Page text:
SK launches ‘happy’ social program
The third-biggest conglomerate in Korea introduced Happy Narae, a new social enterprise that will employ workers who might otherwise have trouble finding a job, at a press conference held at its headquarters in central Seoul yesterday.
A social enterprise is aimed at serving the public interest. It employs the elderly, people with physical disabilities and foreign immigrants, and returns profits to the society through various projects and channels.
The new social enterprise is a former subsidiary of SK, which was called MRO Korea that in the past provided office supplies like A4 paper, pens and ink toner to its subsidiaries. Its annual sales recorded over 120 billion won ($106.62 million) as of last year. About 60 percent of the company’s profits came from transactions with SK subsidiaries, while the remaining 40 percent was earned from contracts with non-SK companies, it said.
SK Chief Chey Tae-won decided to turn the maintenance, repair and operations (MRO) unit into a social enterprise last year, avoiding criticism leveled at conglomerates conducting the MRO business when it is widely categorized as a territory for small and medium-size companies.
SK expects Happy Narae, the largest among existing social enterprises in Korea, to serve as a model for global businesses. There are 644 social enterprises in the country. Their individual annual sales average one billion won as of 2011, which doesn’t reach a tenth of that of Happy Narae.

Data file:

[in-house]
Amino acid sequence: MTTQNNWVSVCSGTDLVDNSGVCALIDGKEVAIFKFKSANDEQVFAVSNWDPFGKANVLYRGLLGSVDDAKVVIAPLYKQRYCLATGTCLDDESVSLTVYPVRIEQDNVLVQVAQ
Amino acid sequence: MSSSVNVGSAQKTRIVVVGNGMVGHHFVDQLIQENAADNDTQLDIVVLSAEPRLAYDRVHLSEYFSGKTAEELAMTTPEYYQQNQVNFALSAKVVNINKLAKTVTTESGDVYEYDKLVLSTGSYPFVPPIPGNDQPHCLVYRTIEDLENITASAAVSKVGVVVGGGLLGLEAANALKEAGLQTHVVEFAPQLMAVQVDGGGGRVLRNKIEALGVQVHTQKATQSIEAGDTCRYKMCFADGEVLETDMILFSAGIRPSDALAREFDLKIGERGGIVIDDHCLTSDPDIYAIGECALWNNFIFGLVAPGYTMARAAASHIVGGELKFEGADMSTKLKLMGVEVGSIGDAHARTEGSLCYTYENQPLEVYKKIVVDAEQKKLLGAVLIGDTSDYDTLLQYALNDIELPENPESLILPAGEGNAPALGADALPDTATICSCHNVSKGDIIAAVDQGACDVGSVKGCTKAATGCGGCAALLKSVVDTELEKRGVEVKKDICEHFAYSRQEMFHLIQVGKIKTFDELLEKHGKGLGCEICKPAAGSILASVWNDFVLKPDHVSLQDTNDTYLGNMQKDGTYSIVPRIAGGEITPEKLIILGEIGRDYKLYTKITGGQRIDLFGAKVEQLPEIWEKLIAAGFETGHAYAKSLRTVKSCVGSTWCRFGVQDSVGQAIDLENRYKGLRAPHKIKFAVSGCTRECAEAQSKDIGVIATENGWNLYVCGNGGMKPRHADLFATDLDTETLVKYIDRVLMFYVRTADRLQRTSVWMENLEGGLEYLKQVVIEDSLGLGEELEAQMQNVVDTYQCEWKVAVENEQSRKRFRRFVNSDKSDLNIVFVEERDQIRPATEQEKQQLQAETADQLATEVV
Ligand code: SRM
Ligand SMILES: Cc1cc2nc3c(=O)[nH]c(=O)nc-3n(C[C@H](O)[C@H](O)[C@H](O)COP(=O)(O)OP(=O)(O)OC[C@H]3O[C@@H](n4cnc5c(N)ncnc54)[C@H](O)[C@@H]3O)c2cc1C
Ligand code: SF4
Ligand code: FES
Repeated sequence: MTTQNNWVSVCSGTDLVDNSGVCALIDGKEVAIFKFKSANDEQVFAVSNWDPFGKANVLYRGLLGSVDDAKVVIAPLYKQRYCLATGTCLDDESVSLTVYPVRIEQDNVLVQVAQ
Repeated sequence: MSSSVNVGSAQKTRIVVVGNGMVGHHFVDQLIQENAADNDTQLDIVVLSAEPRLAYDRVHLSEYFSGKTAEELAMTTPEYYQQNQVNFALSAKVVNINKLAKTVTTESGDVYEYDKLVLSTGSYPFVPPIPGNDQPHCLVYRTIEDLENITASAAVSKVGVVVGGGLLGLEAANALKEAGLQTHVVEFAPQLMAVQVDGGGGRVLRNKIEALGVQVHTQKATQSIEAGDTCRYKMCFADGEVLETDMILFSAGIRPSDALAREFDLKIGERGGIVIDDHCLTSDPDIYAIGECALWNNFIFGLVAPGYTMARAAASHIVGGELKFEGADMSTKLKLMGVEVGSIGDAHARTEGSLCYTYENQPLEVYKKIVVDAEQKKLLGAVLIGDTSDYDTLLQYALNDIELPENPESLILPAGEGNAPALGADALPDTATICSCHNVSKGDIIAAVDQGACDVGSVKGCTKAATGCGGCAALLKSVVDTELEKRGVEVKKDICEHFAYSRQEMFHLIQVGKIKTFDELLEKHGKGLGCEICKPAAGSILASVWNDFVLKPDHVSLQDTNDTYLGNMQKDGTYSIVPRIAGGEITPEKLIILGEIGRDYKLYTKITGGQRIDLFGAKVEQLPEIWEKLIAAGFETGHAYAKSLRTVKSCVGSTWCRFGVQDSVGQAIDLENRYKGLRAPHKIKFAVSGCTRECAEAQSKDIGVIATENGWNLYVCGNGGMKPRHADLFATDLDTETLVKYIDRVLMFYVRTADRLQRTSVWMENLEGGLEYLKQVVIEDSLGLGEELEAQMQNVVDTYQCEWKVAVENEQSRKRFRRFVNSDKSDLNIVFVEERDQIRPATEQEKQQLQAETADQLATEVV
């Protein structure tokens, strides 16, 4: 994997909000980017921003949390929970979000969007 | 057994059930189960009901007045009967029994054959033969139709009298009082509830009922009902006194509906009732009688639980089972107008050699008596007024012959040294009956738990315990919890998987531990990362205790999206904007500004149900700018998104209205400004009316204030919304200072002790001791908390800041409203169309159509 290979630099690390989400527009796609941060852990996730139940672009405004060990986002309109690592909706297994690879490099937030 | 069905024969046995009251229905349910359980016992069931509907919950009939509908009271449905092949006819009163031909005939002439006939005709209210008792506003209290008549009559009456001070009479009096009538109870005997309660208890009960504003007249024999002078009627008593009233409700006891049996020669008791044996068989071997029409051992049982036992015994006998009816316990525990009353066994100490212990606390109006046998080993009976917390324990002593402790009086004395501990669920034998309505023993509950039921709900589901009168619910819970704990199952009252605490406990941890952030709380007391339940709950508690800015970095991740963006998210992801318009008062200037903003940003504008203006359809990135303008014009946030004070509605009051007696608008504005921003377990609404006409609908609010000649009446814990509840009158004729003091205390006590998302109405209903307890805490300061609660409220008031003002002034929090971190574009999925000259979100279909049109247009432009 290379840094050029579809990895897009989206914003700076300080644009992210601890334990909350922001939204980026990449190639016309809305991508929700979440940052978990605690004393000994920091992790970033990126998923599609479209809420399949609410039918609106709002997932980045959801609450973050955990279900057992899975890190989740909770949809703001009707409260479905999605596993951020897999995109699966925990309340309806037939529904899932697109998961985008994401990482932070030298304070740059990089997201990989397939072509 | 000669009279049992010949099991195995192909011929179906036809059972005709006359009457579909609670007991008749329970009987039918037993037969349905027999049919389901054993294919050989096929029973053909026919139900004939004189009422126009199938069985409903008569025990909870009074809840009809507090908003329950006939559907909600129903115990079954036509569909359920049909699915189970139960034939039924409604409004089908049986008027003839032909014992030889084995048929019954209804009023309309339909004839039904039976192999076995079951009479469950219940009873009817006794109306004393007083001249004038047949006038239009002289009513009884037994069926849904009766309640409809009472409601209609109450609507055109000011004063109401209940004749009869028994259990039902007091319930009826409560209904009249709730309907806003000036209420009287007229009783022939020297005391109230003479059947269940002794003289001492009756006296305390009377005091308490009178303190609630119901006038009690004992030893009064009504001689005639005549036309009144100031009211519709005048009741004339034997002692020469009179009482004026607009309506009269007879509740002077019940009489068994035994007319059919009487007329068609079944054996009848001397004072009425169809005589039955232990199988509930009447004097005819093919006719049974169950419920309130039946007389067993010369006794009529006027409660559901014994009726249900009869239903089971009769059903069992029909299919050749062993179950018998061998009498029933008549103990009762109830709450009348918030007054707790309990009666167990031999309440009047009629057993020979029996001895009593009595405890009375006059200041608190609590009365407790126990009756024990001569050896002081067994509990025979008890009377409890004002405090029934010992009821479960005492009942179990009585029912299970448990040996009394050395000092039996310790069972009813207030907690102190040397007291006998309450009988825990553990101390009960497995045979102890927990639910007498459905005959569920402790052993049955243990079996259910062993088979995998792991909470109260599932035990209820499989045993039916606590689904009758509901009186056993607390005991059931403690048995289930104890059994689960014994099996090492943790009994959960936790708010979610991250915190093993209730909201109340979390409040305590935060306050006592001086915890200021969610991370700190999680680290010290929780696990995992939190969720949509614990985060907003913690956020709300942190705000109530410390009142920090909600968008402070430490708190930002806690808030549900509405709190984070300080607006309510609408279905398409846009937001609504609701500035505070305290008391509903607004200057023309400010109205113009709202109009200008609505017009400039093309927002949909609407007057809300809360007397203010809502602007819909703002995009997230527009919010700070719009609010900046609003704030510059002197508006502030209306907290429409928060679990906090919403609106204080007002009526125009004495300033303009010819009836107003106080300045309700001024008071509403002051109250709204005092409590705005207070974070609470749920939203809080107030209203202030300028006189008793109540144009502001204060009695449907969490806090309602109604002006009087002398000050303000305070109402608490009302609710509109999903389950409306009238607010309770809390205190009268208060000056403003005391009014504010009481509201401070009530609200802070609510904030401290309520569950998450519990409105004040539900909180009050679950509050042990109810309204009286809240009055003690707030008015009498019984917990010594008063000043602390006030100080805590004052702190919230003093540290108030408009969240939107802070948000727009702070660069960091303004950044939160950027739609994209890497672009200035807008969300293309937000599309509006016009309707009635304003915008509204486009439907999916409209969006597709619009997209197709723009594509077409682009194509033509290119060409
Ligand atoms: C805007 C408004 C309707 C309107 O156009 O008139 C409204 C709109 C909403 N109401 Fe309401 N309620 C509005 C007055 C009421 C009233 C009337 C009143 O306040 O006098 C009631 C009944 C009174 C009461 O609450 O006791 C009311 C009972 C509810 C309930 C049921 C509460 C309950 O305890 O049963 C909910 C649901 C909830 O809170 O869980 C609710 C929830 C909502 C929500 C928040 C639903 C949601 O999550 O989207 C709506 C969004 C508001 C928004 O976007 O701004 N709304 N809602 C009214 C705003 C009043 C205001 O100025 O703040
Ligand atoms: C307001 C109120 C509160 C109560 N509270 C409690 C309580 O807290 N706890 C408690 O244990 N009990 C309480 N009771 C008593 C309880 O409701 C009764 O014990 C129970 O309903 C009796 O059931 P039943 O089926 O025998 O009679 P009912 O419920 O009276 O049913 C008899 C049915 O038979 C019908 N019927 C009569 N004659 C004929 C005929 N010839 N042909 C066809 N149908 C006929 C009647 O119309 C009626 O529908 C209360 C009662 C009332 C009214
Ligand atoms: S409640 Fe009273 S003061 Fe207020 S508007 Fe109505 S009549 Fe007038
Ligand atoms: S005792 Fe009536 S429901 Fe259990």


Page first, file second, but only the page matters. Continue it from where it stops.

Happy Narae CEO Kang Dae-sung unveiled three goals of increasing their business with other social enterprises, hiring more disadvantaged members of society and returning two-thirds of its profits back to society every year.
“We currently purchase materials from 20 social enterprises that are smaller than our firm, and plan to increase the number to 50 by the end of the year,” Kang said.
Happy Narae has already hired 10 new workers, including those from single-parent, multicultural families and the elderly. It plans to employ five more from these groups this year.
Kang also pledged that Happy Narae will not receive any subsidies for labor costs from the government. However, the company will be exempted from paying corporate taxes on the pretext of serving society.
“It is better to receive tax exemption benefits in order to maximize our profits so we can dole out more benefits to people,” Kang said.
“In order to achieve sustainable growth, social enterprises need to secure profitability,” said Cho Young-bok, a professor at Busan University.
“There have been an increasing number of social enterprises, but most of them are too small and not sustainable at all.”
By Song Su-hyun [firstname.lastname@example.org]
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